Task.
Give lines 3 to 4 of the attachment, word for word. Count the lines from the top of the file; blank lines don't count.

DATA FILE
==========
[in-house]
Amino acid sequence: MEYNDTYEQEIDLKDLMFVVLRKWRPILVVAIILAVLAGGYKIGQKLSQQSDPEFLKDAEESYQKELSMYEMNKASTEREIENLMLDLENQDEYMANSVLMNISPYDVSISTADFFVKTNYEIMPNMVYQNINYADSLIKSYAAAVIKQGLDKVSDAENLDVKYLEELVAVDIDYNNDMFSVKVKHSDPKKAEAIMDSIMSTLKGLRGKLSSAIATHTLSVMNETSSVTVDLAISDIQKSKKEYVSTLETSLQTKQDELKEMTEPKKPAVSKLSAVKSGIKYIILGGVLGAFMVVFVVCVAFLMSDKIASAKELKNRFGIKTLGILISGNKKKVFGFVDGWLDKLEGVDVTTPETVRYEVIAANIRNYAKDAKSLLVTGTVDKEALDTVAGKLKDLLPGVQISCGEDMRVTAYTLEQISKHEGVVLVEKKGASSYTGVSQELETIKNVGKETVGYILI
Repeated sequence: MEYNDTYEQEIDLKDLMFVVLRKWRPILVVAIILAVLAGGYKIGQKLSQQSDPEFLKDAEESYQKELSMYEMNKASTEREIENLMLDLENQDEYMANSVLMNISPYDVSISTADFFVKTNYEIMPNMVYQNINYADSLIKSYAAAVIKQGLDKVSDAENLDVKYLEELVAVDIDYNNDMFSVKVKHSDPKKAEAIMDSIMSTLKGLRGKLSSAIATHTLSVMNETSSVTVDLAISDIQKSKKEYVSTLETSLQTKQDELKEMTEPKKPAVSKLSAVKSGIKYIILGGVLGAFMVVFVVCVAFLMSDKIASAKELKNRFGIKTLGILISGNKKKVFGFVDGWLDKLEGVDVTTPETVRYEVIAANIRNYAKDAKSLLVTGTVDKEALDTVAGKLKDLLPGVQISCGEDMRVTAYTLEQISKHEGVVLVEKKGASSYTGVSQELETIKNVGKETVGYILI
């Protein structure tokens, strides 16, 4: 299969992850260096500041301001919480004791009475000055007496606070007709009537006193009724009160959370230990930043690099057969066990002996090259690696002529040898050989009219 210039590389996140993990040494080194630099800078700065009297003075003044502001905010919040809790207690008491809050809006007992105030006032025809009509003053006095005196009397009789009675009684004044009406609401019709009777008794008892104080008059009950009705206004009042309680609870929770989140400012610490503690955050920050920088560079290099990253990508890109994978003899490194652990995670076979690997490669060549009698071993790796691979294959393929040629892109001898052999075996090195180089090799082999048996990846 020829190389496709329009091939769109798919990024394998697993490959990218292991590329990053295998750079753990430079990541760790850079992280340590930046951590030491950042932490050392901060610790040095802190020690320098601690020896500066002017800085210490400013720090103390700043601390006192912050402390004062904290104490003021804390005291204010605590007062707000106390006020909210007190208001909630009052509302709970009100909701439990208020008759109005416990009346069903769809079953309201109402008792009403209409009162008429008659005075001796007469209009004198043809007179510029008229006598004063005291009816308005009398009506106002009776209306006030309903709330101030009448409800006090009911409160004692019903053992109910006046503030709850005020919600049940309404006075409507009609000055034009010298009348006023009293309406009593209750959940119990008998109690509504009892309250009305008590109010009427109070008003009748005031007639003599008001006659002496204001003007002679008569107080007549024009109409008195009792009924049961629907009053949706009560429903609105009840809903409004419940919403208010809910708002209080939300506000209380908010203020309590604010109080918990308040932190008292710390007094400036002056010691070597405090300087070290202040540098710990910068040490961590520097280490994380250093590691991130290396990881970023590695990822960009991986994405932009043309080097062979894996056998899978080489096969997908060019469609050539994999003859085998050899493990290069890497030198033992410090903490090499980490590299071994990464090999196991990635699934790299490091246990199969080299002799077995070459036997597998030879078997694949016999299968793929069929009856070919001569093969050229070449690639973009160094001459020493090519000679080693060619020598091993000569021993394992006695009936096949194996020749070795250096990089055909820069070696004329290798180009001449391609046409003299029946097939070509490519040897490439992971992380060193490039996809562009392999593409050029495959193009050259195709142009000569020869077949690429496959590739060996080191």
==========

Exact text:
Repeated sequence: MEYNDTYEQEIDLKDLMFVVLRKWRPILVVAIILAVLAGGYKIGQKLSQQSDPEFLKDAEESYQKELSMYEMNKASTEREIENLMLDLENQDEYMANSVLMNISPYDVSISTADFFVKTNYEIMPNMVYQNINYADSLIKSYAAAVIKQGLDKVSDAENLDVKYLEELVAVDIDYNNDMFSVKVKHSDPKKAEAIMDSIMSTLKGLRGKLSSAIATHTLSVMNETSSVTVDLAISDIQKSKKEYVSTLETSLQTKQDELKEMTEPKKPAVSKLSAVKSGIKYIILGGVLGAFMVVFVVCVAFLMSDKIASAKELKNRFGIKTLGILISGNKKKVFGFVDGWLDKLEGVDVTTPETVRYEVIAANIRNYAKDAKSLLVTGTVDKEALDTVAGKLKDLLPGVQISCGEDMRVTAYTLEQISKHEGVVLVEKKGASSYTGVSQELETIKNVGKETVGYILI
């Protein structure tokens, strides 16, 4: 299969992850260096500041301001919480004791009475000055007496606070007709009537006193009724009160959370230990930043690099057969066990002996090259690696002529040898050989009219 210039590389996140993990040494080194630099800078700065009297003075003044502001905010919040809790207690008491809050809006007992105030006032025809009509003053006095005196009397009789009675009684004044009406609401019709009777008794008892104080008059009950009705206004009042309680609870929770989140400012610490503690955050920050920088560079290099990253990508890109994978003899490194652990995670076979690997490669060549009698071993790796691979294959393929040629892109001898052999075996090195180089090799082999048996990846 020829190389496709329009091939769109798919990024394998697993490959990218292991590329990053295998750079753990430079990541760790850079992280340590930046951590030491950042932490050392901060610790040095802190020690320098601690020896500066002017800085210490400013720090103390700043601390006192912050402390004062904290104490003021804390005291204010605590007062707000106390006020909210007190208001909630009052509302709970009100909701439990208020008759109005416990009346069903769809079953309201109402008792009403209409009162008429008659005075001796007469209009004198043809007179510029008229006598004063005291009816308005009398009506106002009776209306006030309903709330101030009448409800006090009911409160004692019903053992109910006046503030709850005020919600049940309404006075409507009609000055034009010298009348006023009293309406009593209750959940119990008998109690509504009892309250009305008590109010009427109070008003009748005031007639003599008001006659002496204001003007002679008569107080007549024009109409008195009792009924049961629907009053949706009560429903609105009840809903409004419940919403208010809910708002209080939300506000209380908010203020309590604010109080918990308040932190008292710390007094400036002056010691070597405090300087070290202040540098710990910068040490961590520097280490994380250093590691991130290396990881970023590695990822960009991986994405932009043309080097062979894996056998899978080489096969997908060019469609050539994999003859085998050899493990290069890497030198033992410090903490090499980490590299071994990464090999196991990635699934790299490091246990199969080299002799077995070459036997597998030879078997694949016999299968793929069929009856070919001569093969050229070449690639973009160094001459020493090519000679080693060619020598091993000569021993394992006695009936096949194996020749070795250096990089055909820069070696004329290798180009001449391609046409003299029946097939070509490519040897490439992971992380060193490039996809562009392999593409050029495959193009050259195709142009000569020869077949690429496959590739060996080191």